"What was my vote count?" he asked, referring to the vote that swore him in as the secondary ambassador to Zanarkand.
"It doesn't matter," Yuna said with a pat on Tidus's shoulder. "And this is where I'm going to look far into the Spiran future."
"How so?" Tidus asked.
"While I am president, I'm going to unite our people," Yuna said. "The Al Bhed and the Guado and everyone in between. We will rebuild Home, and we will rebuild Zanarkand."
Tidus's eyebrows rose. "Rebuild Zanarkand? Wow . . . and disturb a Holy Site visited by only the worthy for hundreds of years? That's gonna raise a lot of eyebrows," he said.
"It will," Yuna agreed. "But the old ways of Yevon didn't work, now did they? Humanity is always doomed to make massive and catastrophic mistakes. However, it is also destined to learn from them. We will rebuild Zanarkand and use Machina, but not to the extremes of the old days."
"It sounds like you've got this all planned out," Tidus said, nodding.
They were silent for a moment, going over the conversation they had just had. It was an ambitious plan. Yuna knew that this government was skeletal at best; full of flaws, weaknesses and loopholes. However, considering the very little span of time with which the people had to create a system of government, it was actually rather impressive. The rest would have to be discovered and modified as the days and months progressed. Learning through experience, she was told, was the only way to modify mistakes in this situation. It would draw public outcry, for sure. But that was one of the downsides of being President.
"You know, Auron asked me a really interesting question when he was questioning me," Tidus said.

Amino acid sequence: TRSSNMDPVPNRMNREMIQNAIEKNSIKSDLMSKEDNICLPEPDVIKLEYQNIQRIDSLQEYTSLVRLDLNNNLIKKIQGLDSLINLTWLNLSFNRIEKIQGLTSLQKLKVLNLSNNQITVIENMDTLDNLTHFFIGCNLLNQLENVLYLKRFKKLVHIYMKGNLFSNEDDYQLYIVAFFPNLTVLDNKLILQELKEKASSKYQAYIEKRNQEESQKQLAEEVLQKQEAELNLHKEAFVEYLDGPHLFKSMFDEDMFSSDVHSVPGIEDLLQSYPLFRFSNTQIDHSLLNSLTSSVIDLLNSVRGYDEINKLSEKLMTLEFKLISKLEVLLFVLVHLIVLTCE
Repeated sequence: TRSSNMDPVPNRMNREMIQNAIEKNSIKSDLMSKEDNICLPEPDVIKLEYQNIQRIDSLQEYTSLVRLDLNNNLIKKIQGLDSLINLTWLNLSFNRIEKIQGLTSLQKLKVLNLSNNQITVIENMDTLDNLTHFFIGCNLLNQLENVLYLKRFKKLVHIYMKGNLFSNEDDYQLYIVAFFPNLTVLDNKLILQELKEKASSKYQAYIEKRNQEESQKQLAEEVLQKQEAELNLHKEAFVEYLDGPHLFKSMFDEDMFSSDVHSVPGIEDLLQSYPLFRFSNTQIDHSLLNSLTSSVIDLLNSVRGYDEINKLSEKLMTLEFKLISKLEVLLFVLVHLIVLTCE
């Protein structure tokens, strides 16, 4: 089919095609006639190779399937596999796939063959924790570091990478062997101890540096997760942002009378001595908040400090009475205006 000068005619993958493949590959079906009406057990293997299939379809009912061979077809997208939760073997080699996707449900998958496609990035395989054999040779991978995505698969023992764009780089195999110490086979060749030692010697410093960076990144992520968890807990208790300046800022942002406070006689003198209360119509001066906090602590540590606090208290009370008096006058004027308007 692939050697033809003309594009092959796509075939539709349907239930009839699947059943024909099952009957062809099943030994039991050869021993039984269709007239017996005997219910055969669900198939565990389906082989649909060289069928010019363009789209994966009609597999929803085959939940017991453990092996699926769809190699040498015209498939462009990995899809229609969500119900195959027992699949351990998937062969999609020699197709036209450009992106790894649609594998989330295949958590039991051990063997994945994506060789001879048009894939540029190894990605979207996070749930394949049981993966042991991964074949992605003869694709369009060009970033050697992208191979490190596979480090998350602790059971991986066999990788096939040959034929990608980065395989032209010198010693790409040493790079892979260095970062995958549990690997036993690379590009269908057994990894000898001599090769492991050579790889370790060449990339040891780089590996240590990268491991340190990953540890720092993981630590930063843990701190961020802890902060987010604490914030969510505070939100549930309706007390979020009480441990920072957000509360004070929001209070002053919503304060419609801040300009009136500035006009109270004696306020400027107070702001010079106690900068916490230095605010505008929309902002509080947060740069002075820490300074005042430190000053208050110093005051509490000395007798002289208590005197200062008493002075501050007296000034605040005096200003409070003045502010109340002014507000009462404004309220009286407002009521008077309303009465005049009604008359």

"Really?" Yuna said, tossing her head and grinning at Tidus. "And what was that?" she playfully inquired.
Tidus smiled before continuing. "He wanted me to remember our laughing exercise in Luca," he replied. "It took me a minute, but I could remember everything. The birds, the balmy winds, your scent, the way I felt stupid, yet happy at the same time . . . I couldn't put it into words," he finished. "It convinced Auron that I was me, that's for sure."
Yuna laughed. "Often, I find myself thinking that the best memories of my life are the ones I can't describe to anyone else," Yuna remarked, staring at the night sky. "It was as if life meant for them to only be fully understood by me. Don't you think . . . that that's possible?"
"Yeah," Tidus agreed. There was silence for a minute or so before Tidus spoke up again. "I can't wait to be watching the stars with you if– no, when we settle in Zanarkand," he said. "Isn't it ironic?" he said, chuckling. "All this time, I said I was going to go back and show you my Zanarkand. But, you're going to show me yours."
"I am," Yuna said, smiling. "You'll love it. You can help me build it. Just like you remember!"
"Just like I remember!" Tidus shouted, getting excited. "The roads, the Blitzball stadium, the houses, the docks, everything!"
By this time, both were laughing hysterically on the beach. It sounded so ridiculous when each said it, but underneath, they knew that it was true. Both meant what they said. Tidus wanted Zanarkand to be built just like he remembered. The nostalgia was creeping up in him again, despite how happy he was on Spira. He would enjoy seeing a touch of his old world on Spira.
Yuna shook her head. "I know that it's much easier said than done," she replied. "The risks and steps involved would take too long to name. But . . . we'll get through it. Auron said it best on Sin, didn't he?"
"Uh . . . refresh my memory," Tidus said apologetically.
Yuna giggled and kissed the tip of his nose before responding.
"This is our world now."
> > > > > > > > > >
How about that? No cliffhanger this time!
Anyway, I sincerely hope that you enjoyed it once again. I'll see you sometime in the near-future with chapter seven, once I get a better idea of where I want this story to go. Drop me a review please! They're always appreciated. Until the next time, I'll see you around.